Monday, 07 October 2013 08:30

ASCB Members Win Nobel Prize in Physiology or Medicine

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Nobel Winners 2013 2Randy Schekman (left) and James Rothman (right)
won the Nobel Prize in Physiology or Medicine today.
Photo Credit: UC Berkeley and Yale Office
of Public Affairs & Communications
Two longtime ASCB members, Randy Schekman of the University of California, Berkeley, and James Rothman of Yale University, have won the 2013 Nobel Prize in Physiology or Medicine for their discoveries of how molecules move through the cell in vesicles and fuse to target membranes in a process known as "trafficking." Schekman, who was ASCB President in 1999, and Rothman, who has been an ASCB member since 1982, will share their joint prize of roughly $1.2 million with Thomas Südhof of Stanford University for their work in uncovering the details of how vesicles in the cell move along cytoskeletal roadways, delivering cargoes to different parts of the cell.

Schekman, who first published his ground breaking work in 1979, used yeast, a single cell microorganism that's easy to genetically manipulate, to discover how vesicles form, how proteins are selected to be packaged into vesicles, and how these vesicles move to their proper destination. Over three decades of research, Schekman has discovered over 50 genes involved in these processes. Schekman, who earned his doctorate at Stanford and is currently a Howard Hughes Medical Institute investigator, is now using that information to characterize human diseases such as Alzheimer's disease. (Learn more about Schekman's research in his iBioseminars.)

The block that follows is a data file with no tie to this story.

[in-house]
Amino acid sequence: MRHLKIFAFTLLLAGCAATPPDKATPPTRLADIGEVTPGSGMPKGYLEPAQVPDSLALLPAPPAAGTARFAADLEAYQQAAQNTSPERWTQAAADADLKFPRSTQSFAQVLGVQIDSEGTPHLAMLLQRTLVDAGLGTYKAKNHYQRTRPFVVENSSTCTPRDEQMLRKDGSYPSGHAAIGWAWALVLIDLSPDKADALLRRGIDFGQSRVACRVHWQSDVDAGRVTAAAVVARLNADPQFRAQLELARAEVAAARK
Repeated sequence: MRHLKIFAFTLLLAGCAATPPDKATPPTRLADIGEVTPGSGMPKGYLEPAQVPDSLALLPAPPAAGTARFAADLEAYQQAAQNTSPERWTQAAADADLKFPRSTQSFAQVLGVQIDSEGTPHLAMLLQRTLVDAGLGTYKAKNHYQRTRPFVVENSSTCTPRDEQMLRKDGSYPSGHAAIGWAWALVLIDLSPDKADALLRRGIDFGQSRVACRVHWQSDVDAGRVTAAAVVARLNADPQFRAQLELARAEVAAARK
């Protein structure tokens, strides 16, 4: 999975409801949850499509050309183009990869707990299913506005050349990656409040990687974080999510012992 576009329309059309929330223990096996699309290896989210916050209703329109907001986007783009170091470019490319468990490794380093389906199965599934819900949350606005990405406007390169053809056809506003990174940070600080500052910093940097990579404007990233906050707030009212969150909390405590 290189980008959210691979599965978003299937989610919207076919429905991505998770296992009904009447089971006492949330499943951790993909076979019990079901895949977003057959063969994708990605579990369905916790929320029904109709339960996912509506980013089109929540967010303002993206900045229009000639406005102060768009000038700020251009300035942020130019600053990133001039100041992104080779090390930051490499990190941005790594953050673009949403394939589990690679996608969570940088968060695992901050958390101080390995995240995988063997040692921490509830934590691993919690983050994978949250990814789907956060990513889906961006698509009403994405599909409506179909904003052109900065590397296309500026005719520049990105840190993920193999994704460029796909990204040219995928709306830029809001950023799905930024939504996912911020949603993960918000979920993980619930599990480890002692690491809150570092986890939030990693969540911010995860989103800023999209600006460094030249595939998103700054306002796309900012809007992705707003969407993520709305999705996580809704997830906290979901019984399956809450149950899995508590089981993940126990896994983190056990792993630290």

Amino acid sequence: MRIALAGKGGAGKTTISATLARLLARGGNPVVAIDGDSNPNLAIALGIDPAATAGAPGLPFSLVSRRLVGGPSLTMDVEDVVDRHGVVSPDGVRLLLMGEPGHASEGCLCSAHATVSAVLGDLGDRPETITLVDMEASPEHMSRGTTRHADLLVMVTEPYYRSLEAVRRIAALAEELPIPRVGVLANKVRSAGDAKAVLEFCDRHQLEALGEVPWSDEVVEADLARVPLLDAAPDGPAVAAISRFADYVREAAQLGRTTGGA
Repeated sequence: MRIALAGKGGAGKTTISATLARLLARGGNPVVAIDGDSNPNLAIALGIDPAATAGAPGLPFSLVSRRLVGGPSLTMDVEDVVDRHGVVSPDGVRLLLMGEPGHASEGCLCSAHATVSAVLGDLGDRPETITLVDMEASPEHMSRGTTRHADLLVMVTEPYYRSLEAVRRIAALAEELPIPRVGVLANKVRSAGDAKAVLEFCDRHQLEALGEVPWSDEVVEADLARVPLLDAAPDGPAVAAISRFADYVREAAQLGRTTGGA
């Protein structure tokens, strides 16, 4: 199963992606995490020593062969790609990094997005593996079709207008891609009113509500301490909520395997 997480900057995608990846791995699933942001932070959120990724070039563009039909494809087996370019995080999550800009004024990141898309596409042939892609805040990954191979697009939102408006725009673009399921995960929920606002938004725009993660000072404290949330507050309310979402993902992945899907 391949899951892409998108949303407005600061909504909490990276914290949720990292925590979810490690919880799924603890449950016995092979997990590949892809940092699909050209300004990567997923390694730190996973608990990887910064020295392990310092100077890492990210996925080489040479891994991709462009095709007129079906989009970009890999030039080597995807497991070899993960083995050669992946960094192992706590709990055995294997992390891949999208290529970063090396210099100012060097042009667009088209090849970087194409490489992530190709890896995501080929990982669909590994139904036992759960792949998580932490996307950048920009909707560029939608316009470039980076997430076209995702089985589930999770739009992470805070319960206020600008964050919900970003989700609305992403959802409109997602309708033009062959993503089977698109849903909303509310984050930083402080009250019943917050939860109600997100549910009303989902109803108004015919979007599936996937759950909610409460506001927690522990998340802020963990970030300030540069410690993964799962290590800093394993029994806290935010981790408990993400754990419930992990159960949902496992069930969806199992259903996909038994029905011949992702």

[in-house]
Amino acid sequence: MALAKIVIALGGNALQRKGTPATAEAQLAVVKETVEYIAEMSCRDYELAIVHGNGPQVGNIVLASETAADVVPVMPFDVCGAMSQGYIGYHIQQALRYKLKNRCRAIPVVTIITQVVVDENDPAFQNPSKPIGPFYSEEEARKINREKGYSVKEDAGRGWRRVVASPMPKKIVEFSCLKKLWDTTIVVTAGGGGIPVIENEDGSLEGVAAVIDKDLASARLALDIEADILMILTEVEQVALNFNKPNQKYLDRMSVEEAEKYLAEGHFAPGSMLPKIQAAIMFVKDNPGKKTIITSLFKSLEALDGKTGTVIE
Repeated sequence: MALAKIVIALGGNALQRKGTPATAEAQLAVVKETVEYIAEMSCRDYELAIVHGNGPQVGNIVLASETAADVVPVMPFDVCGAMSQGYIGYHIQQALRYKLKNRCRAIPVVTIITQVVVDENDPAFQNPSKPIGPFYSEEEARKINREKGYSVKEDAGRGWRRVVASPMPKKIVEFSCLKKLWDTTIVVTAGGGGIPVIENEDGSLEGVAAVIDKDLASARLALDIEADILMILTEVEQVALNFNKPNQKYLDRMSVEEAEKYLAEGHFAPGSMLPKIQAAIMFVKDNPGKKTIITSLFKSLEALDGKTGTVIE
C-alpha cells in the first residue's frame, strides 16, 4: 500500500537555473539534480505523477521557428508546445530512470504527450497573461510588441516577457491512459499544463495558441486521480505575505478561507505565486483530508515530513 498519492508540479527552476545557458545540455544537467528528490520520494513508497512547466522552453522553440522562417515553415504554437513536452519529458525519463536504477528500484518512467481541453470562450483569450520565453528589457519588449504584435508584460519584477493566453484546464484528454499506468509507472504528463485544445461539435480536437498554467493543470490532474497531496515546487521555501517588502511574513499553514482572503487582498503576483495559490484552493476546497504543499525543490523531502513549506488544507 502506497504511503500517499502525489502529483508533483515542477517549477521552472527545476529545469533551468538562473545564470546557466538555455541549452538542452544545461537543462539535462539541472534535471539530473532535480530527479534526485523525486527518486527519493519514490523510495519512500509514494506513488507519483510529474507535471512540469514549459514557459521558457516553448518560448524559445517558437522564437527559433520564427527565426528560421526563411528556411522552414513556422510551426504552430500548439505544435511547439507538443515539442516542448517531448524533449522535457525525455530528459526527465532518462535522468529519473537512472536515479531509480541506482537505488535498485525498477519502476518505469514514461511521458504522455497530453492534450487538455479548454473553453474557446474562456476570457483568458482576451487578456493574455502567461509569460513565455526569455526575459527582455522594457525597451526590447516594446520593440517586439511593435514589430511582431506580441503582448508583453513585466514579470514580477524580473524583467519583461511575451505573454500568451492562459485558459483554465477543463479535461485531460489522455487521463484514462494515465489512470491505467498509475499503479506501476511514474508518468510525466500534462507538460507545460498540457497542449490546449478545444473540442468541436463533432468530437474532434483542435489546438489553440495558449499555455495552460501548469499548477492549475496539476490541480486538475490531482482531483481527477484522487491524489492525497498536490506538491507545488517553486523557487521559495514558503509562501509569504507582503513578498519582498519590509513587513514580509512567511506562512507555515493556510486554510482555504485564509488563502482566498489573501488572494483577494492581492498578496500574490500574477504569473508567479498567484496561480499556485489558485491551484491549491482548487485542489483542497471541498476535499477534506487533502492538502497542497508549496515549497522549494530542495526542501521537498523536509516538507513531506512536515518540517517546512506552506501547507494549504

Rothman earned his doctorate at Harvard University and is now a member of the National Academy of Sciences. Rothman's initial breakthrough focused on protein traffic in the Golgi, an organelle responsible for modifying cargo, like adding sugars to proteins. This led him to discover SNARE proteins. Rothman proposed that SNAREs were critical for vesicle docking and fusion. In testing this hypothesis, he found that SNAREs stick out from opposing membranes like antennae that when in close contact wrap around each other like twist ties to drive fusion. SNAREs are critical for the body to function in processes like sending messages through nerves, immune responses to infection, or insulin secretion. Now that Rothman has established the mechanism of these fusion events, he is investigating how these events are regulated. This research will help in understanding fusion defects in diseases like diabetes.

Christina Szalinski

Christina is a science writer for the American Society for Cell Biology. She earned her Ph.D. in Cell Biology and Molecular Physiology at the University of Pittsburgh.

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